A study of Metrical Writing, Part 1: Introduction.

Published by OJB in the blog OJB's blog. Views: 467

Hello,

I've been getting a fair amount of questions on Metrical writing and I thought it would be wise to start a blog series on the subject. While I had planned on doing Theme Next, I have a love for Metrical Writing and would really like to dive into this very complex and academic subject. (@Lifeline @Stormburn @zoupskim @MulberryWriter @Arktaurous34 I've tagged you cause you've all had some interest in Meter.)



I NEED TO STRESS two things.

1. This study only pertains to ENGLISH Metrical writing. You cannot take the Information from this blog and apply it to German, Russian, Japanese, or any other foreign language.

2. You must have a strong understanding of Grammar. If you don't, you will suffer on this.

So, ready to learn?

What is Metrical writing?

Metrical writing is where you place stressed and unstressed Syllables and words in a certain pattern in order to give your writing a Rhythm.

Why would anyone do that?

For poets, it gives their poems a music-like quality.

For Prose, some Authors employ the device when they write dialogue in order to give a character's speech a type of Rhythm in order to reveal subtext. My favorite example of this is from the Sci-fi Novel Dune, Where the Baron speaks in Iambic Pentameter.

Metrical writing has a long history of being used in some of the most famous works ever written.

Examples: The Illiad, The Odyssey, Paradise Lost, The Idylls of the King, anything Shakespeare, and a whole lot more.

Why should I learn Metrical writing?

Well, Why should you learn proper Grammar and how to employ Irony and Foreshadowing? Because it is another tool you have to use when you write. That is all Metrical writing is, a tool for you to use when you need it.

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So what is a Stressed Syllable and what is an unstressed Syllable?

In any multi-Syllable word, one of the Syllables will have more stressed than the others. This is where a Good dictionary comes in handy. Let's take the word Happy. When you look up the word 'Happy,' you will see this under the name:

Happy
[hap-ee]

As you can see, the Hap part is bolded; that is because this is the stressed Syllable in the word.

What about Single Syllable words?

Now some words have more stressed than others. We have 8 parts of speech, so let's look at what are important words vs non-important words.

Nouns, Verbs, and Interjections, would be the most stressed words out there. (Bear, Cat, Dance, Sing, YES! BOO!)

Adjectives and Adverbs would be a little less stressed. (Red, Big, Small, etc.)

Pronouns are kinda in the middle. They could be important words, or they could be unimportant words. You need to pay attention to how they are being used.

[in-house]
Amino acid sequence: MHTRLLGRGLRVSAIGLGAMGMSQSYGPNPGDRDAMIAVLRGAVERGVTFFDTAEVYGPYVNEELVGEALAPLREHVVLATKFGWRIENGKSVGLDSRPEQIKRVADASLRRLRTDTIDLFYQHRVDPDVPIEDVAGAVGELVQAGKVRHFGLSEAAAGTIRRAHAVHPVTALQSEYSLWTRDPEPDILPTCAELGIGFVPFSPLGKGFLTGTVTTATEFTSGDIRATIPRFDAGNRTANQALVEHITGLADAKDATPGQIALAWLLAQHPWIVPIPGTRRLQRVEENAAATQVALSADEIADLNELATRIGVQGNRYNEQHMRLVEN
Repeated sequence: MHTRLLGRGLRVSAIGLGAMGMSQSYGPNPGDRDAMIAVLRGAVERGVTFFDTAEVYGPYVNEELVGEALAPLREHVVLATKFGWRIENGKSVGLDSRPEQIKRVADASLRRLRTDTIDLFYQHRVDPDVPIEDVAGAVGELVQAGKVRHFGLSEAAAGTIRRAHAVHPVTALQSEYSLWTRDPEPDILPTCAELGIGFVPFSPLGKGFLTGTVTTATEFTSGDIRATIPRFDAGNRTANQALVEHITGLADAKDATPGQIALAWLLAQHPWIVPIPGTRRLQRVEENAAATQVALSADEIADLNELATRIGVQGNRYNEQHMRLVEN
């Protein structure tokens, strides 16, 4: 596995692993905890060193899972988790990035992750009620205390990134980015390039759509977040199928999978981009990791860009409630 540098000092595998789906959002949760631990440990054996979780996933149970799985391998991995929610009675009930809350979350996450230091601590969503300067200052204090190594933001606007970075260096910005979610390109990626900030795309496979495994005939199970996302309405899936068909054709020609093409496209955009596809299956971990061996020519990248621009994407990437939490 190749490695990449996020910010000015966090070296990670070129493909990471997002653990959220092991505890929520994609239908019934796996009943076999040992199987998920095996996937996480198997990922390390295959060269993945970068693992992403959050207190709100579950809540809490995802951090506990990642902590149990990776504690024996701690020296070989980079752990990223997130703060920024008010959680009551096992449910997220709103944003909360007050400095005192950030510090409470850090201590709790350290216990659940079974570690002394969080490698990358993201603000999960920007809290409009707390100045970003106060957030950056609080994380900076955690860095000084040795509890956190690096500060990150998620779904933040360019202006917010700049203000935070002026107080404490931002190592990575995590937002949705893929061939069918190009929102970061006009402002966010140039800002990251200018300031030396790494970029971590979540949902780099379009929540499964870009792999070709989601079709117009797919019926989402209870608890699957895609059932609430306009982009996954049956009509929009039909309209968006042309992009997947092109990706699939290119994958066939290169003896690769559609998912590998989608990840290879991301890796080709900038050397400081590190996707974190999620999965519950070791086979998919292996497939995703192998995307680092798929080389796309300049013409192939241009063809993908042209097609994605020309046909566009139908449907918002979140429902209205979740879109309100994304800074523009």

Prepositions, conjunctions: For the most part, I'd say these words are unstressed UNLESS you are starting a sentence with a conjunction for Dramatic effect, or you are using Prepositions in the adverbial poistion.

Articles: with just one exception (which I will give an example of coming up.) Articles are rarely stressed.

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So, now that I've gone over stressed and unstressed syllables, let's give an example of Metrical writing. (I'll be using a mix of poems and horror stories to keep it interesting.)

The miracles that magic will perform
Will make thee vow to study nothing else. -C. Marlowe's Dr. Faustus.

The mir/ac-les /that mag/ic will /perform (Iamb/Iamb/Iamb/Iamb/Iamb)
Will make /thee vow /to stud/y noth/ing else. (Iamb/Iamb/Iamb/Iamb/Iamb)


As you can see, the above two lines there is a pattern of unstressed-stressed syllables that creates a Rhythm in the writing.

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So, before you start Metrical writing there are two things you need to decide. Foot Type, and Length.

The above example is written in Iambic Pentameter (which will be the primary focus of these study). What this means is there is a unstressed-stressed pattern that repeats itself 5 times in the line. Take a look:

Will make /thee vow /to stud/y noth/ing else.

There are four types of patterns (also called feet) that appear in English.

Iamb (unstressed/stressed)
Trochee (Stressed/unstressed)
Dactyl (Stressed/unstreesed/unstressed.)
Anapest (unstressed/unstressed/stressed.)

Iamb and Trochee are the most common and are what we will be looking at. Now for you Prose writers, this is where knowing this stuff comes in handy.

The Iamb is the most natural foot, and everyday speech matches it the closest. So, if you were writing dialogue with a character that was calm, and being natural, I'd write it in Iambs.